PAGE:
“The Middle East Partnership Initiative Legal and Business Fellowship Program (LBFP) was established in 2005. The U.S. Embassy will nominate one or two Yemeni women for this program. Applicants must be women currently working in business or law who have a Bachelors degree in business or law or a Bachelors degree in another subject with three years of work experience in business or law. The LBFP will take place in the U.S. from the end of March to the end of August 2008.

“The LBFP is a fellowship, not a training program, so it's important that the candidates have either a degree or experience or both in either law or business.

“The LBFP places women in U.S. companies or law firms for a four-month fellowship program in which they will use their existing knowledge and skills along with the knowledge they'll gain from program's one-month academic component at the University of Pennsylvania's Wharton School.

“The LBFP selects women from throughout the Middle East, including Algeria, Bahrain, Egypt, Iraq, Jordan, Kuwait, Lebanon, Morocco, Oman, Qatar, Saudi Arabia, Tunisia, UAE, West Bank & Gaza, and, of course, Yemen.

“We believe that women who participate in the LBFP will come back to Yemen with the experience, enthusiasm, and confidence to create positive change in their communities and in their professions. The LBFP program also provides a great opportunity for them to network with other young professional young women from the Middle East.

Opportunity for better understanding

“People often have misconceptions of each other based on what they see on television or in the movies. The Yemeni participants in all of the U.S. Embassy's cultural exchange programs are able to describe themselves, their lives, families, their beliefs, and their culture in their own words to the Americans they meet while in the U.S. They're able to be cultural ambassadors for Yemen, demonstrating their proud history and traditions. Likewise, when they come back to Yemen, they can describe America in their own words to their families, friends, and colleagues. It's one thing to hear about another country, but something very different and special when you can experience life in another country yourself and share those experiences with others. Who could do a better job of explaining the U.S. than a Yemeni who's seen and experienced it for him or herself?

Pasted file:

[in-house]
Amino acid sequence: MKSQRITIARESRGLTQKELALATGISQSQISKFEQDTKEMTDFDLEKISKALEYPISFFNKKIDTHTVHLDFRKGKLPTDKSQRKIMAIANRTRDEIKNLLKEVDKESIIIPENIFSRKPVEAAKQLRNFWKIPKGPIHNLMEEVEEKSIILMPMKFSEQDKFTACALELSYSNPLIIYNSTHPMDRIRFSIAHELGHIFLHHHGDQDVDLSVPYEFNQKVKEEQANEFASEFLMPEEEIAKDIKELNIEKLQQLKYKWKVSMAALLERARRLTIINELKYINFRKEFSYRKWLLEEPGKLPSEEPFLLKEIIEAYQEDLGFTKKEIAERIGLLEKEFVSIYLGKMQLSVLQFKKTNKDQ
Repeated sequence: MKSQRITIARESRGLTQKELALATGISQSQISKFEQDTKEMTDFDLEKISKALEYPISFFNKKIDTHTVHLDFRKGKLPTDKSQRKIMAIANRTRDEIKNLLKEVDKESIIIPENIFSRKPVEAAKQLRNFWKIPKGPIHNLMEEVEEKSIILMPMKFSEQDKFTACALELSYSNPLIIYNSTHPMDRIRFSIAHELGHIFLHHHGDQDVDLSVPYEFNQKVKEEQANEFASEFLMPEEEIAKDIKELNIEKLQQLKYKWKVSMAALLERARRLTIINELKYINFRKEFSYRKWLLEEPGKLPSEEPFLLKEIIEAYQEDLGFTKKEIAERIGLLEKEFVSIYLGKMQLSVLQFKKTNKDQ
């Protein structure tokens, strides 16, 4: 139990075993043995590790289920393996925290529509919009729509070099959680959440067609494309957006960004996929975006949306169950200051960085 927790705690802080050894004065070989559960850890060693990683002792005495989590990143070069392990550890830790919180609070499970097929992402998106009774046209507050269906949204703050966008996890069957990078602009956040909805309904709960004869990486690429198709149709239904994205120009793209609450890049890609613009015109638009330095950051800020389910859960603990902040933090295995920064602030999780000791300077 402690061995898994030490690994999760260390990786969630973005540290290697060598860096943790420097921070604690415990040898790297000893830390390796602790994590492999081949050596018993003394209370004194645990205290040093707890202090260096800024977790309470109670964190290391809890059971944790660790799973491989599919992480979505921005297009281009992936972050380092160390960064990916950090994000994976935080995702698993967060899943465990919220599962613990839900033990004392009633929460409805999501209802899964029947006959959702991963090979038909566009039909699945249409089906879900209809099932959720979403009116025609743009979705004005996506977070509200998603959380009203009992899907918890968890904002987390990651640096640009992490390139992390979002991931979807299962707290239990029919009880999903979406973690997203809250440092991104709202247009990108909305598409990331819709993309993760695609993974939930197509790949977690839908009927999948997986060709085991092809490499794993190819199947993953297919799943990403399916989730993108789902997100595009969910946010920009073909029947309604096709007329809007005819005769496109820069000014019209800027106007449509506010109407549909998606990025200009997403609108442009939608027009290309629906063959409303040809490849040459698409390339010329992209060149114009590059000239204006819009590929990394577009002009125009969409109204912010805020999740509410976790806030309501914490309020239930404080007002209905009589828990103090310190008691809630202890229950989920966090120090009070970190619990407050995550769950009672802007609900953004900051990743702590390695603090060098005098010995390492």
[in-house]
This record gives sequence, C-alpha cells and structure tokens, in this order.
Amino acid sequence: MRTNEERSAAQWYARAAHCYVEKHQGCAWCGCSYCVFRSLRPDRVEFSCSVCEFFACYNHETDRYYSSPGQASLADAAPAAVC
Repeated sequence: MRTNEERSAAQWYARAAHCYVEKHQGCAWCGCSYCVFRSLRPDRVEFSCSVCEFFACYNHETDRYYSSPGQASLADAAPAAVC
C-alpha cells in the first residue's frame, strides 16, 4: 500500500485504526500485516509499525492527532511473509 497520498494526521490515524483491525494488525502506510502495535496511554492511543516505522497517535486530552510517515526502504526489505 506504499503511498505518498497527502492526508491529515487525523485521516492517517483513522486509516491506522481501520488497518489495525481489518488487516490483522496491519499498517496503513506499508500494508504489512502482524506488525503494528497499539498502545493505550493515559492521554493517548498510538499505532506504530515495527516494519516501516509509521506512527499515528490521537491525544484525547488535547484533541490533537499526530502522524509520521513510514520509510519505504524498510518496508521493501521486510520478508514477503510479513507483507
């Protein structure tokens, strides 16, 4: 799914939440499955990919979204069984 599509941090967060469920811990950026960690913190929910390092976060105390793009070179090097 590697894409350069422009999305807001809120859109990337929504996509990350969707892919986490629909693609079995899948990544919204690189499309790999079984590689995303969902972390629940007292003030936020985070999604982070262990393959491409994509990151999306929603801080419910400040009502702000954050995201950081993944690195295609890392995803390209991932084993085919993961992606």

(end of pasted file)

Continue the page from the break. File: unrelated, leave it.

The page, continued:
The Legal and Business Fellowship Program (LBFP) is funded by the U.S. Department of State's Middle East Partnership Initiative (MEPI). It provides young women in business and law an opportunity to practice their skills and gain experience to help them grow as professionals and advocate for an improved investment climate and legal reforms.

The five-month program will take place in the United States from March 30, 2008 to August 28, 2008. Fellows will participate in a one-month academic program at the top-ranked University of Pennsylvania's Wharton School or School of Law in Philadelphia, Pennsylvania.

Each participant will then conduct a four-month fellowship with a large U.S. company or a top-tier law firm in one of the LBFP target cities in the United States.

Participants will first gather in Washington, D.C. for an orientation program. At the conclusion of the fellowships, they will return to Washington for a re-entry workshop that includes discussion of how they can leverage their alumnae status.

The program will consist of a one month US-based academic program followed by a fellowship with a company or law firm. The program will start and end with orientations in Washington, D.C. The academic portion will be at the University of Pennsylvania's Wharton School which will provide overall management and coordination between the business and law schools.